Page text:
ADHD at Work

6 Ways to Make Good First Impressions

Attention deficit adults often lack social skills — which poses challenges when they get to know new people. Follow these tips to leave a good impression while meeting a prospective friend, co-worker, or boss.

A businessman reaches his hand out for a handshake, and wonders, "Should I tell my boss I have ADD?"
A businessman reaches his hand out for a handshake, and wonders, "Should I tell my boss I have ADD?"

Whether or not you have ADHD, first impressions have an enormous effect on personal and professional relationships. They dictate whether you get a job or a date or make a friend — and, as they say, you don’t get a second chance to make a first impression.

Most people judge others within the first two minutes of a first encounter — some experts say, the first three seconds. Unfortunately, hyperactivity and inattentiveness are often misinterpreted by new acquaintances as a lack of respect for or interest in others. Therefore, it is wise for adults with ADHD to do all they can to make a good first impression.

You know the importance of eye contact, a smile, and a firm handshake. Here are a few other things you can do:

Dress and Act the Part

Choose your attire carefully. Try to figure out what other people will be wearing and aim to match it. This might require some detective work. The day before a job interview, one of my clients stood outside the company’s building to see what the employees wore to work. If you’re uncertain about what to wear to a social event, call ahead.

Be on time. People with ADHD often have trouble keeping track of time. But keeping people waiting is a sure way to make a bad first impression.

Pay Attention While Speaking and Listening

Monitor your voice. Our style of speaking impacts others more than we think. People with hyperactive ADHD often talk too loudly, too rapidly. Those with inattentive ADHD tend to speak too little and too softly. A vibrating watch can remind you to slow down or to speak up.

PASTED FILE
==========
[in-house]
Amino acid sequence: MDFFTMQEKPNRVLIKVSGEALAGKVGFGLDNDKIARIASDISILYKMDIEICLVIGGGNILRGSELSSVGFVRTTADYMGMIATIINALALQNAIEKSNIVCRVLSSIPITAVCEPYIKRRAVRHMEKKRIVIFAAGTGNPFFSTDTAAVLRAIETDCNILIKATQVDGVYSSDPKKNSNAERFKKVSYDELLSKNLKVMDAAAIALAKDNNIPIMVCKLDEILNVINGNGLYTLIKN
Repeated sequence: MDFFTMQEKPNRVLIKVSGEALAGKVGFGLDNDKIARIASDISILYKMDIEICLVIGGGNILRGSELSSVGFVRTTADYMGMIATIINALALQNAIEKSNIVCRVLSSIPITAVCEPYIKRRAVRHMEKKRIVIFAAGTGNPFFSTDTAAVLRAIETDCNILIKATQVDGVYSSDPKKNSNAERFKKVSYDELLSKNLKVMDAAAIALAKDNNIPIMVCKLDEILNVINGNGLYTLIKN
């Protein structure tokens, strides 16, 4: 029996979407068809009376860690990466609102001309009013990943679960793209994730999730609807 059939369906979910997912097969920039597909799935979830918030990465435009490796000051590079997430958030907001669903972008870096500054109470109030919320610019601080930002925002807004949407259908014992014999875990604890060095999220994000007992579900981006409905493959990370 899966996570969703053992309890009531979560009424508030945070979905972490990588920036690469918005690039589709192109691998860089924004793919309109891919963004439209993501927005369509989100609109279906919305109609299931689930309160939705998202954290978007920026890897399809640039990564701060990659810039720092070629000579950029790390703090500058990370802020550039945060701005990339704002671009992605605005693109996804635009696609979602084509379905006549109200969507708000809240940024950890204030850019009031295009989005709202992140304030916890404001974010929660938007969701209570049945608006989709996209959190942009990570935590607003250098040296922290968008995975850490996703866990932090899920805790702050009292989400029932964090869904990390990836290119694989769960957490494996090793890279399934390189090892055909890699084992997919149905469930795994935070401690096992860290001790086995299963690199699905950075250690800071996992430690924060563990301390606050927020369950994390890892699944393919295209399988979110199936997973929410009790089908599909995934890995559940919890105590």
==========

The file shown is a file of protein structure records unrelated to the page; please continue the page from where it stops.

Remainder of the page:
Be a good listener. Rein in your impatience and impulsivity, and let others finish their thoughts before speaking. If this is hard for you, press your tongue against the top of your mouth as you listen. Then, reflect on what they said before responding. Not sure what to say? It’s hard to go wrong with “tell me more.”

Make sure you have something to say. Many people with ADHD see small talk as a waste of time, rather than as the tension-breaker and relationship-builder it is. One way to make small talk easier is to keep up with current events. For instance, most news sites on the Internet carry the big stories in an easy-to-read format.

If you’re meeting with the parents of your child’s classmates, look over any notes that the teacher sent home with your child.

Watch the jokes. Since you don’t know the sensitivities of the people you are meeting, avoid funny comments until you get to know them better.

If you get off on the wrong foot, acknowledge it and ask, “Can we begin again?” If the other person says “no,” perhaps they weren’t your type anyway.

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